The fifth installment of NMWA’s Women to Watch exhibition series, Heavy Metal, is presented by the museum and participating national and international outreach committees. The exhibition showcases contemporary artists working in metal, including those who create sculpture, jewelry, and conceptual forms. Heavy Metal engages with the fluidity between “fine” art, design, and craft, whose traditional definitions are rooted in gender discrimination.
1. What do you like best about working with metal?
Although metal seems solid and cold, it offers a great range of malleability and receptivity to shaping processes. Different metals offer strength and softness. I enjoy the physicality of working with steel. Working with metal provides me with an outlet for physical energy.
2. How do your works on view in Heavy Metal fit into your larger body of work?
I have been investigating form and force. I’m interested in observing universal forces and the imprints they leave on life. Such forces include things like speed, momentum, pressure, flexibility, mass, and buoyancy. These forces also enter into more ethereal realms of love, nature, compassion, culture, and exploration. Each of my pieces embodies a force or series of forces.
3. As an artist, what is your most essential tool? Why?
My greatest tool as an artist is curiosity. It precedes all physical tools. As I’ve grown as an artist, curiosity keeps me asking questions that bring depth to my work and to my process of creating. How can I serve with art? How can I invite uplifting, imaginative attitudes without adding to the chaos? Is this work authentic? What are my intentions?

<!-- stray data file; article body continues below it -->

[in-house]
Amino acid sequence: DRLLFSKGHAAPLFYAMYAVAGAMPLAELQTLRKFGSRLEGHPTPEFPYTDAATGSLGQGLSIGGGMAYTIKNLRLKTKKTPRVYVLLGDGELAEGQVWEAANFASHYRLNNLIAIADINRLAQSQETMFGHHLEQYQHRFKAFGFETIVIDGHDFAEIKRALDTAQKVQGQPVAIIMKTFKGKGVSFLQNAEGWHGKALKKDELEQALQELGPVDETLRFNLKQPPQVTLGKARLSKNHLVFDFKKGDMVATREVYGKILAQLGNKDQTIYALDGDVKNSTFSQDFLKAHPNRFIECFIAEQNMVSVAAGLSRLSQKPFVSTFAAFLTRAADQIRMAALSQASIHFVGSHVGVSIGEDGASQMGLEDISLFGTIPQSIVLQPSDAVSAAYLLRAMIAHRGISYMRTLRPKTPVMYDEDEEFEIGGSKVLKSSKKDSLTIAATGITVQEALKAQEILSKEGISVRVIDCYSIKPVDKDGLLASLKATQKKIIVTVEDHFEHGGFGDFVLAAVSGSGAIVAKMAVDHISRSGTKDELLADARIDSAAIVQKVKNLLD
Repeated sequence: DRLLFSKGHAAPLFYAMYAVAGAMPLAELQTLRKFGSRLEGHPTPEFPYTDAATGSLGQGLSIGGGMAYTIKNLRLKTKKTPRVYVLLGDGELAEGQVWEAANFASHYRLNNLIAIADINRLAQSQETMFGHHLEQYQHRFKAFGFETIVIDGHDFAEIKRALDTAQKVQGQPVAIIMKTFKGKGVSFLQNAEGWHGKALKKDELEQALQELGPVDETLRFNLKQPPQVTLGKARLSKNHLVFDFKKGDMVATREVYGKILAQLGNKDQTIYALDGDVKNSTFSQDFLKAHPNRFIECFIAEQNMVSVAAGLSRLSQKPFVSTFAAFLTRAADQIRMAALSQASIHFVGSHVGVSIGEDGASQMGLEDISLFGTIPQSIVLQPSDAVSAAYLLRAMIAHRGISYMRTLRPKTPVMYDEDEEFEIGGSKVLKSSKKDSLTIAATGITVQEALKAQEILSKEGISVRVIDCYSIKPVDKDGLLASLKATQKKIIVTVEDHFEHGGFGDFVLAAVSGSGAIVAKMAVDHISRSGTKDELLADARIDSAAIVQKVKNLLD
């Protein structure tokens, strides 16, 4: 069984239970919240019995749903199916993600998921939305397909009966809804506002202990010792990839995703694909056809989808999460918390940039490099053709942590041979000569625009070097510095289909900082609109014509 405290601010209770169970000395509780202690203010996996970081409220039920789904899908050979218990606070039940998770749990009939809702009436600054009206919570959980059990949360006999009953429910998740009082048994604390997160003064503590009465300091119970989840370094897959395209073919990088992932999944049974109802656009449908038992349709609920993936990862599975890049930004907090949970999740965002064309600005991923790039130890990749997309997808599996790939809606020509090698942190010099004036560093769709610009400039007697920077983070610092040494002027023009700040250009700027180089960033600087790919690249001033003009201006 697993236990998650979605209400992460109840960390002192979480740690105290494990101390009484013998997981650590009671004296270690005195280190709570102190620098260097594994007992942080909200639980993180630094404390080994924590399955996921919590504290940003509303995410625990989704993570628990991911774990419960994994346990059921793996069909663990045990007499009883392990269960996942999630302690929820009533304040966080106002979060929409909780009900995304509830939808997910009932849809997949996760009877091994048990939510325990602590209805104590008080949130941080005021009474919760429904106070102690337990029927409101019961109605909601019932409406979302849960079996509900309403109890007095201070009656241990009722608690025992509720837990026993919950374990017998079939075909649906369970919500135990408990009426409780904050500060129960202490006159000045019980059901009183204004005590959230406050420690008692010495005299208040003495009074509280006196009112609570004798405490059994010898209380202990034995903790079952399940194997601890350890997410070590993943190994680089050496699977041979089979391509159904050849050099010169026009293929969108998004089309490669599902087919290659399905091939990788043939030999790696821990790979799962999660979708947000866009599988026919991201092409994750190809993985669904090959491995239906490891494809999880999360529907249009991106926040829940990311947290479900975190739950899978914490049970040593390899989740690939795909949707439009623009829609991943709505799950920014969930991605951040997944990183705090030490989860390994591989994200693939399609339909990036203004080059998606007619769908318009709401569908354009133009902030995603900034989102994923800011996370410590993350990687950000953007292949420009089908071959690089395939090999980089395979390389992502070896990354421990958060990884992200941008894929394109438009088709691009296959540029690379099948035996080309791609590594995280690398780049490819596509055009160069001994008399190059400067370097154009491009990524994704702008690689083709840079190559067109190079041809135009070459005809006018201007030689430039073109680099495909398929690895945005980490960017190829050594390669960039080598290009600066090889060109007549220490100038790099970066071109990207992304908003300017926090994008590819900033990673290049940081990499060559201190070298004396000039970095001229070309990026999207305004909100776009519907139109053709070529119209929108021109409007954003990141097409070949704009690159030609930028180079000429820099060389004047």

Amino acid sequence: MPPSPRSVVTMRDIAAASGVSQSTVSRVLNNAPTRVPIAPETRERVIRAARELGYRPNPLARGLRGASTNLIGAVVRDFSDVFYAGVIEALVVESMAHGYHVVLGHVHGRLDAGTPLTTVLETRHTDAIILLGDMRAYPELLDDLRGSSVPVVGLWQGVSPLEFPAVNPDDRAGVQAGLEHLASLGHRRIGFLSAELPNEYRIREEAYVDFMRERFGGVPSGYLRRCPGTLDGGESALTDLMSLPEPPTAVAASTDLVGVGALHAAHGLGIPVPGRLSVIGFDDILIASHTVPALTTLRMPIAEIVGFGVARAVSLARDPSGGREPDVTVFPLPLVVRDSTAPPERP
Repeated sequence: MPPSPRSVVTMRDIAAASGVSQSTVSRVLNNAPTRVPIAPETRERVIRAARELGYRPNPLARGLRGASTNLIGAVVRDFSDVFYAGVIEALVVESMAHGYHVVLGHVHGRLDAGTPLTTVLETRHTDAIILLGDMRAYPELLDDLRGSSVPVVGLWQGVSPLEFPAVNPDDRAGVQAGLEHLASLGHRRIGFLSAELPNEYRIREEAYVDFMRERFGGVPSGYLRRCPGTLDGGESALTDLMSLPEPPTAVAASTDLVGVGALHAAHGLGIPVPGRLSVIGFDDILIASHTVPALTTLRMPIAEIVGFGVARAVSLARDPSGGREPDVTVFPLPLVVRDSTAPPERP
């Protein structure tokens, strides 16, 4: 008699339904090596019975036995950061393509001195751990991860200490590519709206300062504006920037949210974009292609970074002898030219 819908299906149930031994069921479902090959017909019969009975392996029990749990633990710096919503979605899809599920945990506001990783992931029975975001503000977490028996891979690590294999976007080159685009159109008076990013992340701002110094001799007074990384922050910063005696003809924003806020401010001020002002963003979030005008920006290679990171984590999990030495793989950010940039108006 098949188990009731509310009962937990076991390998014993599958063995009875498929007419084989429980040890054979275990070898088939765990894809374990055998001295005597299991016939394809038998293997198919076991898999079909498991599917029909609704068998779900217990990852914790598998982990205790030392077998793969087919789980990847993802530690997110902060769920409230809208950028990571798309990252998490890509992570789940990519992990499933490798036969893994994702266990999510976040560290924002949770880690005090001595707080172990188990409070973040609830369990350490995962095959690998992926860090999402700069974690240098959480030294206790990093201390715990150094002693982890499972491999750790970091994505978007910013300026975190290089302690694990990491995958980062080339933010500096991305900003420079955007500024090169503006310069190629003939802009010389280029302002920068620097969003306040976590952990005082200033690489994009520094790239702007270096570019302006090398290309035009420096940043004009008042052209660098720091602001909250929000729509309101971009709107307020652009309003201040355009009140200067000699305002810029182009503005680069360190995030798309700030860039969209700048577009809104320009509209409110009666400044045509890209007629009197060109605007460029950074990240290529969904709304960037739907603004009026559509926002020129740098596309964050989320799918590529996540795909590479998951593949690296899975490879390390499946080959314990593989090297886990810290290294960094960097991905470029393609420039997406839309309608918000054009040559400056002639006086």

4. Who or what are your sources of inspiration and influence?
They are infinite. I find inspiration through my surroundings, my intuition, and other people. I am influenced by literature, music, landscapes, and different vantage points. I am also inspired by rites of passage, especially those of the Indigenous cultures of North America. My interests include quantum physics, sci-fi, and energy fields (biological and geographical). Within the realm of women in metal arts, Lee Bontecou has always been a huge inspiration.
5. What is the last exhibition you saw that you had a strong reaction to?
The National Gallery in London’s paintings from 1600 to the 1700s, specifically works by Caravaggio and Vermeer, took my breath away. When I was younger and studying portraiture in art history, the subject seemed uninteresting. Seeing these portraits eye-to-eye was mesmerizing. Detailed faces from the past seemed alive. It was poignant to feel the passage of time preserved in a frame.